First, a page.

We are taught in graduate school that trauma survivors are nothing to be messed with and that we should refrain from treating them until we fully grasp how not to “re-traumatize” our clients. It is very difficult to avoid treating trauma as every individual has experienced trauma at the very least through birth. Think about birth, as an unborn child we are in a warm safe place just hanging out floating in a perfect climate in the peace and quiet. This works for about 9 lunar months or 40 weeks, then perhaps we get bored or perhaps we hear something that intrigues us, and we decide it is time to see what else is out there and we push our way into the world.
Once we are outside it is cold, there are sights, sounds, smells and things touching our skin thus overloading all of our senses, we are at our most vulnerable and out of control, therefore; we go into sensory overload and try to process everything at once. What we do not realize is that our “fight or flight” response has been activated and our natural instinct to survive is taking over. All of that is if the birth is straightforward, imagine the sensory overload if a child has complications. While it is true that we have no vivid recollection of events until the age of two, we somehow forget that the reason behind that is so we actually move forward in life. Moving forward does not necessarily mean forgetting, all sensory input is processed and stored in our brains for future reference.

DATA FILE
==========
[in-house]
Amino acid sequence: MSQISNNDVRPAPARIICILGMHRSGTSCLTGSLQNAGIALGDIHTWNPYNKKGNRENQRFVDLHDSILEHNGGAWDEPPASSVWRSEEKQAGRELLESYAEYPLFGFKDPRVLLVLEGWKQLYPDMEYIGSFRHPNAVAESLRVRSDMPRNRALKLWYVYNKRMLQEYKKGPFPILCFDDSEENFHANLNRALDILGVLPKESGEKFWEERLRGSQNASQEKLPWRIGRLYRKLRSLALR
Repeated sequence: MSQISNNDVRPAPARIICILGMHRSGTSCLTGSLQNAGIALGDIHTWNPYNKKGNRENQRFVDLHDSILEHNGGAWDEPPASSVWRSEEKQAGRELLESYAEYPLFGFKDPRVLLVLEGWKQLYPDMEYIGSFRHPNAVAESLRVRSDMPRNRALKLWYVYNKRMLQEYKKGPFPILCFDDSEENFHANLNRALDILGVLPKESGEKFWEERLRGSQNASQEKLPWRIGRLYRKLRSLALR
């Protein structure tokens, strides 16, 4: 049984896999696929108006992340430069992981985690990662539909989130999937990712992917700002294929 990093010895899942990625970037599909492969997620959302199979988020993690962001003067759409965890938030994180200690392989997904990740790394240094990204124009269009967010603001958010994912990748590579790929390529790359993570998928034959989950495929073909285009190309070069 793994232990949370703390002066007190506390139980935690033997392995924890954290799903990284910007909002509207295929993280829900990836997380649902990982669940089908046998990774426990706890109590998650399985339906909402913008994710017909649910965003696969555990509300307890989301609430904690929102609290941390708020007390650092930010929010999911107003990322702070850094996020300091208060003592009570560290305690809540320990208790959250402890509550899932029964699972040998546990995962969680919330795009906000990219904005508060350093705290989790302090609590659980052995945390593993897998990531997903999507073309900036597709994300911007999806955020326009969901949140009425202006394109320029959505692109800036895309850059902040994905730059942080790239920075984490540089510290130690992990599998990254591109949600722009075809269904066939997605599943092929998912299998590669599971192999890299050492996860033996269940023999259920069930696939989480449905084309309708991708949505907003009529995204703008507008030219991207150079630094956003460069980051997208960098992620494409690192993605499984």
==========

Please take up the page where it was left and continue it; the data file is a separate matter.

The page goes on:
Over time we add to our initial trauma to varying degrees. These incidents compound either as a bunch of little “T” traumas or big “T” traumas. Little “t’s” are minor things such as falling off a bike, getting a papercut, burning your hand, etc… Big “T’s” are things like sexual assault, getting robbed, losing your home to fire, losing a loved one tragically, being abused.